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A vote error casts doubt on the plan to reopen the college, Judge Ortiz withdrew

Vote error casts doubt on College's plan to reopen campus Associated Press

Election officials are trying to find a solution to the problem of ballot confusion that could have hindered Northern New College College's efforts to reopen a campus.

The Albuquerque Journal reports that a property tax proposal purporting to be decided by voters did not appear on the ballot in the two constituencies of Taos County, as required. It appeared as expected in the counties of Rio Arriba and Santa Fe.

The proposal to increase property taxes to provide a recurring funding stream of about $ 2.4 million a year to finance the operations, maintenance and capital improvements received 62% support in the counties of Rio Arriba and Santa Fe.

The state secretary's office said that an "administrative error by a county clerk" had led to the problem in Taos County.

Judge Ortiz withdraws from first district court Associated Press

A state district court judge plans to retire on January 1, creating an opening for governor Michelle Lujan Grisham.

Lujan Grisham will choose his appointee for the first district court from candidates nominated by a nominating committee.

The opening will be created by the retirement of Judge Raymond Ortiz, a native of Santa Fe and appointed to the hearing in 2005 by the governor of the time. Bill Richardson.

A judge appointed to serve the term of a retired district judge must be a candidate for election, he must remain elected and, as a voter, be elected every six years.

New Mexico police comply with surveillance policies -Albuquerque Journal, Associated Press

The Albuquerque Police Service has implemented all court-approved policies, which strengthen the maintenance of constitutional order and prevent the excessive use of force.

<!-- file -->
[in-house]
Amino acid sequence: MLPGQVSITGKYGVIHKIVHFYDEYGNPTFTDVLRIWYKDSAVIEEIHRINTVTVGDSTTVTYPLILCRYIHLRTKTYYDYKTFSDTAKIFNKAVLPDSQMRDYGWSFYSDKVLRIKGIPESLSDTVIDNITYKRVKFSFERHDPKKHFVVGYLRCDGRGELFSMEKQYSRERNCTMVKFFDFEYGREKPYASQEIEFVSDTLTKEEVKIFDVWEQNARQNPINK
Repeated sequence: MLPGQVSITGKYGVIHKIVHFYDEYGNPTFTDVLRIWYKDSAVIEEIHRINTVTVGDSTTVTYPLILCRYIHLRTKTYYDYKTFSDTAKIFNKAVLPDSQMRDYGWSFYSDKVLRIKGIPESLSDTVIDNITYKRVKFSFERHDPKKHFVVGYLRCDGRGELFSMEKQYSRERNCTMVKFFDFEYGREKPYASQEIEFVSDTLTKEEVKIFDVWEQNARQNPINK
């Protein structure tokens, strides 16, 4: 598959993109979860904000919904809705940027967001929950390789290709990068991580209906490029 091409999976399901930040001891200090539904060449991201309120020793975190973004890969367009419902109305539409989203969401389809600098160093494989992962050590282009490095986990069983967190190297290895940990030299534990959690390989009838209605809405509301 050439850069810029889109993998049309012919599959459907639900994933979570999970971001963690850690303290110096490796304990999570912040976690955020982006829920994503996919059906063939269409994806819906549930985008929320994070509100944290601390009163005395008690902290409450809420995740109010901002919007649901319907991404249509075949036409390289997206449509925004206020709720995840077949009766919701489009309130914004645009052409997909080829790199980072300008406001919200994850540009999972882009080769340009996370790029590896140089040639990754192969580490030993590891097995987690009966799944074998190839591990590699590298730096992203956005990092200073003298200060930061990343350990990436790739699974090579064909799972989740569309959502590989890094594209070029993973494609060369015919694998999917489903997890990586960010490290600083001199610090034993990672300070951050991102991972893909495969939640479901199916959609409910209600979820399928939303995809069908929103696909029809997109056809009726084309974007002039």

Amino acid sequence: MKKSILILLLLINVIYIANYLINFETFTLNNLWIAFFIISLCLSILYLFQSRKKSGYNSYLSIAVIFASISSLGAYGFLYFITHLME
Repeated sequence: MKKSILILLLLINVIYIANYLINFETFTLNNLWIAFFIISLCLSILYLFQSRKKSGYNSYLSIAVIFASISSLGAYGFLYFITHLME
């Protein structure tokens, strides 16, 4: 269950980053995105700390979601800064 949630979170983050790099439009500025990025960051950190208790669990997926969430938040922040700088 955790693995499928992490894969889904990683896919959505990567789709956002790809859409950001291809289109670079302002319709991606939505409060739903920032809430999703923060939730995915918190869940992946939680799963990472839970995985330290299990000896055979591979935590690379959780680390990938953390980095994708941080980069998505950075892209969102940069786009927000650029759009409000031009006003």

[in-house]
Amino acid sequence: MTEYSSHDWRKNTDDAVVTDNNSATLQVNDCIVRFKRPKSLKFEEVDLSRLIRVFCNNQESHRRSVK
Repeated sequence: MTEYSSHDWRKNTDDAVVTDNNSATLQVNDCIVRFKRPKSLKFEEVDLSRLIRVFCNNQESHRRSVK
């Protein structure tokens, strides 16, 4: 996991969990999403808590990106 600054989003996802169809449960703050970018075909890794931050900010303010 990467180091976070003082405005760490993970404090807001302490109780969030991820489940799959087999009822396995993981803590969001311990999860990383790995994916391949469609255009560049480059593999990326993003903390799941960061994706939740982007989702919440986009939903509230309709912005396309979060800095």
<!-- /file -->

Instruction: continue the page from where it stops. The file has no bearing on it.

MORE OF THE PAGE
The Albuquerque Journal newspaper reported Thursday that Independent Observer James Ginger had confirmed that the department had 100% compliance with the rules set out in an agreement with the Department of Justice.

The report covers the months of February 2019 to July 2019.

According to officials, this is the first time in a multi-year reform effort that the police department is achieving full compliance.

According to Ginger, the Justice Department announced in 2014 that its investigation had revealed that Albuquerque police tended to use excessive force against its citizens.

According to Ginger, the police have made a lot of progress in its reforms, including training officers in politics, rewriting its use of force policy, and recreating a committee to review internal investigations.

GOP, daughter of a key democrat, is running for the Senate Associated Press

The daughter of Democrat Speaker of the Senate of New Mexico, Pro Tem, presents herself as Republican to a seat in the Senate, and her mother does not support her.

Former race commissioner, Susan Vescovo, announced this week that she expected to challenge Democratic Senator Liz Stefanics of Cerrillos, mainly for the right to abortion.

Senate Speaker Pro Tem and long-time Democrat Mary Kay Papen said she loved her daughter "dearly," but that she did not support his candidacy.

Republican Alto, New Mexico, said she thought she would be competitive in highly democratic areas, such as Santa Fe, as the country's Catholics would likely agree with her opinions. anti-abortion.

The district covers parts of the counties of Lincoln, Torrance, Valencia, Bernalillo, Santa Fe and San Miguel.